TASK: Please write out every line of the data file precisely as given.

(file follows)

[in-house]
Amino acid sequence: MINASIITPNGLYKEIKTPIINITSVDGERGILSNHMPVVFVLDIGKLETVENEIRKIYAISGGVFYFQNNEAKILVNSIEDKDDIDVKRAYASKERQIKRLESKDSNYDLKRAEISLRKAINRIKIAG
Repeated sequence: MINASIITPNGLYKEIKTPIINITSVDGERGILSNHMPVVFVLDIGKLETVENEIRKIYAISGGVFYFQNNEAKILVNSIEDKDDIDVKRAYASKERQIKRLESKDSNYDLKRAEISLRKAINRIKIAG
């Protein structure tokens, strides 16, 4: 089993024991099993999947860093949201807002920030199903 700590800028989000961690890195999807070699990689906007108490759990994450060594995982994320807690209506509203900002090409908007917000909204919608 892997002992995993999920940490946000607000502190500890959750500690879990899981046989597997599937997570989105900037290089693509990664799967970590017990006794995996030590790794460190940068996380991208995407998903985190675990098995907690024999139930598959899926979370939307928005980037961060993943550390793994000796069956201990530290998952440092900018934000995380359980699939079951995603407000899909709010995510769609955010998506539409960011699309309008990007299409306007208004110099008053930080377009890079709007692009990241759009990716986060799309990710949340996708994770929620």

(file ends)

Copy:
[in-house]
Amino acid sequence: MINASIITPNGLYKEIKTPIINITSVDGERGILSNHMPVVFVLDIGKLETVENEIRKIYAISGGVFYFQNNEAKILVNSIEDKDDIDVKRAYASKERQIKRLESKDSNYDLKRAEISLRKAINRIKIAG
Repeated sequence: MINASIITPNGLYKEIKTPIINITSVDGERGILSNHMPVVFVLDIGKLETVENEIRKIYAISGGVFYFQNNEAKILVNSIEDKDDIDVKRAYASKERQIKRLESKDSNYDLKRAEISLRKAINRIKIAG
């Protein structure tokens, strides 16, 4: 089993024991099993999947860093949201807002920030199903 700590800028989000961690890195999807070699990689906007108490759990994450060594995982994320807690209506509203900002090409908007917000909204919608 892997002992995993999920940490946000607000502190500890959750500690879990899981046989597997599937997570989105900037290089693509990664799967970590017990006794995996030590790794460190940068996380991208995407998903985190675990098995907690024999139930598959899926979370939307928005980037961060993943550390793994000796069956201990530290998952440092900018934000995380359980699939079951995603407000899909709010995510769609955010998506539409960011699309309008990007299409306007208004110099008053930080377009890079709007692009990241759009990716986060799309990710949340996708994770929620």